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2018 Annual Report

 
 
 
 

January 2019


Introduction

When the Labor-Management Reporting and Disclosure Act (LMRDA) was enacted in 1959, Congress declared, “it is essential that labor organizations, employers and their officials adhere to the highest standards of responsibility and ethical conduct in administering the affairs of their organizations, particularly as they affect labor-management relations.” The LMRDA primarily promotes union democracy and financial integrity in private sector labor unions through standards for union officer elections and union trusteeships and safeguards for union assets. Additionally, the LMRDA promotes transparency through reporting and disclosure requirements for labor unions and their officials, employers, labor relations consultants, and surety companies. The Office of Labor-Management Standards (OLMS) continues today to pursue this important mission through criminal and civil enforcement of the LMRDA.

The major provisions of the LMRDA, by title, are:

  • Title I:  Bill of Rights for union members
  • Title II:  Requirements for reporting and disclosure by labor unions, union officers and employees, employers, labor relations consultants and surety companies
  • Title III:  Rules for establishing and maintaining trusteeships
  • Title IV:  Standards for conducting fair elections of union officers
  • Title V:  Safeguards for protecting union funds and assets

OLMS also administers provisions of the Civil Service Reform Act of 1978 (CSRA) and the Foreign Service Act of 1980 (FSA), which extend comparable protections to federal labor unions. In addition, OLMS’ Division of Statutory Programs administers the Department’s responsibilities under the Federal Transit Act by ensuring that fair and equitable arrangements protecting mass transit employees are in place before the release of federal transit grant funds.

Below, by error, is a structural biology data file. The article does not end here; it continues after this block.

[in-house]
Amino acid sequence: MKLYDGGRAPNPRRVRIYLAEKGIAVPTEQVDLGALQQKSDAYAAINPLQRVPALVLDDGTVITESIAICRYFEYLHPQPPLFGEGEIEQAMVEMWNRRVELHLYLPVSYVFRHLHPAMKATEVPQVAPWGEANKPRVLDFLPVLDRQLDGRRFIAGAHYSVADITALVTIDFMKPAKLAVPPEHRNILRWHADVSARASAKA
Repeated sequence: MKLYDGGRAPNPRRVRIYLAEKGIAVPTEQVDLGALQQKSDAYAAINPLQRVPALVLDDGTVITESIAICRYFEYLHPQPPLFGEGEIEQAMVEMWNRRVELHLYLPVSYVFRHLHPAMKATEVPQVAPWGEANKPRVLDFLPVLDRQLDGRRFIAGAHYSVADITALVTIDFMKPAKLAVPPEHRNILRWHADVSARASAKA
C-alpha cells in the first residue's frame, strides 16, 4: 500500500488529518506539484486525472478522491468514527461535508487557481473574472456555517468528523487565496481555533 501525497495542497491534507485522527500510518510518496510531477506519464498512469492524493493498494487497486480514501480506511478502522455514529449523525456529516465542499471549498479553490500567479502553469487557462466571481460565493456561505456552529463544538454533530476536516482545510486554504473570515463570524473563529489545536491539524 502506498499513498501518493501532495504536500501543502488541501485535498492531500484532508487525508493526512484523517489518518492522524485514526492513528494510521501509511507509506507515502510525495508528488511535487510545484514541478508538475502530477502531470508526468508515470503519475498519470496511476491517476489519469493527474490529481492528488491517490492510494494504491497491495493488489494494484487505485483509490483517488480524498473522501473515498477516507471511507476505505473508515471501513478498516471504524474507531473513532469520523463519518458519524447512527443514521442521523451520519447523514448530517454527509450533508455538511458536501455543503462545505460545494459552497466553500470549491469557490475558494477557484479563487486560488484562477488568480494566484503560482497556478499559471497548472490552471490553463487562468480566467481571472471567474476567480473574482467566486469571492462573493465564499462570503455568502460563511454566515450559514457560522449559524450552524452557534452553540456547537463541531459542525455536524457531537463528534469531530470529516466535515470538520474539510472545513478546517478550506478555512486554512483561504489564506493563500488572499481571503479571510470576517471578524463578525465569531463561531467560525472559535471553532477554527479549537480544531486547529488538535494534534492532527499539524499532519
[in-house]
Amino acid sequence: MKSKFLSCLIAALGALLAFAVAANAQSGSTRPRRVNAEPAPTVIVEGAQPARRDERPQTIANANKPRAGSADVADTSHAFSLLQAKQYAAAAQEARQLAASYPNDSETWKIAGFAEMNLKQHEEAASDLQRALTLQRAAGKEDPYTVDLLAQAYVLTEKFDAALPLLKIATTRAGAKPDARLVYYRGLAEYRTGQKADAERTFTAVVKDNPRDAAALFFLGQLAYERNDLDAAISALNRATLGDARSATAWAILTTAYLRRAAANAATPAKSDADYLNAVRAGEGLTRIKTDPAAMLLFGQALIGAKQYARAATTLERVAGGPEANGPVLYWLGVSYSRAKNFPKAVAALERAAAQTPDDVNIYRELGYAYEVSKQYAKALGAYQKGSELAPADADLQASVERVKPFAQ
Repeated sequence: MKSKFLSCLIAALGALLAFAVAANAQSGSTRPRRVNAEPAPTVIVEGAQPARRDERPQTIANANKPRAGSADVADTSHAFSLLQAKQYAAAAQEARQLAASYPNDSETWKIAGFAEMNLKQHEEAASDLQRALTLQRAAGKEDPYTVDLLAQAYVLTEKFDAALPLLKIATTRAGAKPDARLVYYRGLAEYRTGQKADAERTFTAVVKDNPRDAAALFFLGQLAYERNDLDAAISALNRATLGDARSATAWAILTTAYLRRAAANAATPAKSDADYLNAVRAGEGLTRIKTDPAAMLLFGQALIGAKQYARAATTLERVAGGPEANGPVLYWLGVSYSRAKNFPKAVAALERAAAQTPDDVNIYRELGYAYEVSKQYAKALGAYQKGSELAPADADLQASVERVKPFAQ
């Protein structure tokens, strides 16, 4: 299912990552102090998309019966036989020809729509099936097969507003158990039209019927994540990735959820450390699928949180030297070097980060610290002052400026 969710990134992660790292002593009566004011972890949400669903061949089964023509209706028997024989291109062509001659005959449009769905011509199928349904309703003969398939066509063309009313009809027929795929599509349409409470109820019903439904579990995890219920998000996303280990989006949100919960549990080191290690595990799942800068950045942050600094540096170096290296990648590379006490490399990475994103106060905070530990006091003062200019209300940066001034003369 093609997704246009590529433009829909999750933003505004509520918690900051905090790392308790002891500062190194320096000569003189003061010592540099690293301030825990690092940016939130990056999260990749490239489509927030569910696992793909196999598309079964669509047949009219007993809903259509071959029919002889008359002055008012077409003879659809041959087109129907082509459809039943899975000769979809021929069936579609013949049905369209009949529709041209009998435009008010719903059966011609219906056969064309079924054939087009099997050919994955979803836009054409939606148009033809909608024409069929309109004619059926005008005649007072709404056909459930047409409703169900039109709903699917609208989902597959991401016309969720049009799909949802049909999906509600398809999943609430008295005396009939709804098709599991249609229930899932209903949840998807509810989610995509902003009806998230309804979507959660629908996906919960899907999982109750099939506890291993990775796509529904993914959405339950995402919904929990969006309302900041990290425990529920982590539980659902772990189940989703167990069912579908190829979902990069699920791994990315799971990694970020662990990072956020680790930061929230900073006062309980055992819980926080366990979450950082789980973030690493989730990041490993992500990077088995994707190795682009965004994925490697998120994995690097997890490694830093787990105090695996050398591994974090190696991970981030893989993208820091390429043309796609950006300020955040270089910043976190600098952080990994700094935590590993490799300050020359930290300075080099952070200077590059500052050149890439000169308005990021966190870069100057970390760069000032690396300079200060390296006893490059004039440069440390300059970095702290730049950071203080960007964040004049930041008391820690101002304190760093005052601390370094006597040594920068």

OLMS is the front line agency responsible for enforcing the LMRDA through its criminal and civil investigations. Criminal investigations include embezzlement, deprivation of rights by violence, extortionate picketing, willful failure to file reports, filing false reports, prohibited union office holding or employment of convicted persons, and fraud related to union elections. Civil investigations include, but are not limited to, violations of the LMRDA involving union election procedures, financial disclosure requirements, and trusteeship standards.  OLMS also conducts audits of union finances.

Compliance assistance also plays a central role in the OLMS enforcement strategy.  OLMS has an active compliance assistance program to promote voluntary compliance with the LMRDA by informing union officers and employees of their responsibilities and informing members of their legal rights.

Summary

This report consists of five sections, with related tables and charts.

  • Section 1 presents key FY 2018 criminal enforcement and performance results pursuant to LMRDA Title V (financial safeguards for labor organizations) together with noteworthy criminal enforcement actions. A complete listing of the FY 2018 criminal actions is located on the OLMS website for calendar years 2017 and 2018.
  • Section 2 presents key FY 2018 civil enforcement and performance results pursuant to LMRDA Title III (trusteeships) and Title IV (union officer elections) together with noteworthy union officer election case summaries for FY 2018. A listing of all FY 2018 voluntary agreements for OLMS-supervised union officer elections is located on the OLMS website for calendar years 2017 and 2018.  FY 2018 court actions for election investigations are located on the OLMS website for calendar years 2017 and 2018. Final decision letters in election and trusteeship cases are located on the OLMS website in the FOIA reading room.
  • Section 3 presents reporting and disclosure data and related program activity pursuant to LMRDA Title II (reporting requirements). Section 3 also presents key FY 2018 reporting, enforcement and performance results. Reports are available for public disclosure on the OLMS Online Public Disclosure Room website, www.unionreports.gov.
  • Section 4 summarizes grant certification activity pursuant to the section 13(c) program, which ensures fair and equitable arrangements protecting mass transit employees, as required by the Federal Transit Act.
  • Section 5 briefly describes compliance assistance activities conducted in FY 2018.

OLMS Annual Reports for 2004 – 2017 are located on the OLMS website.

Program Activities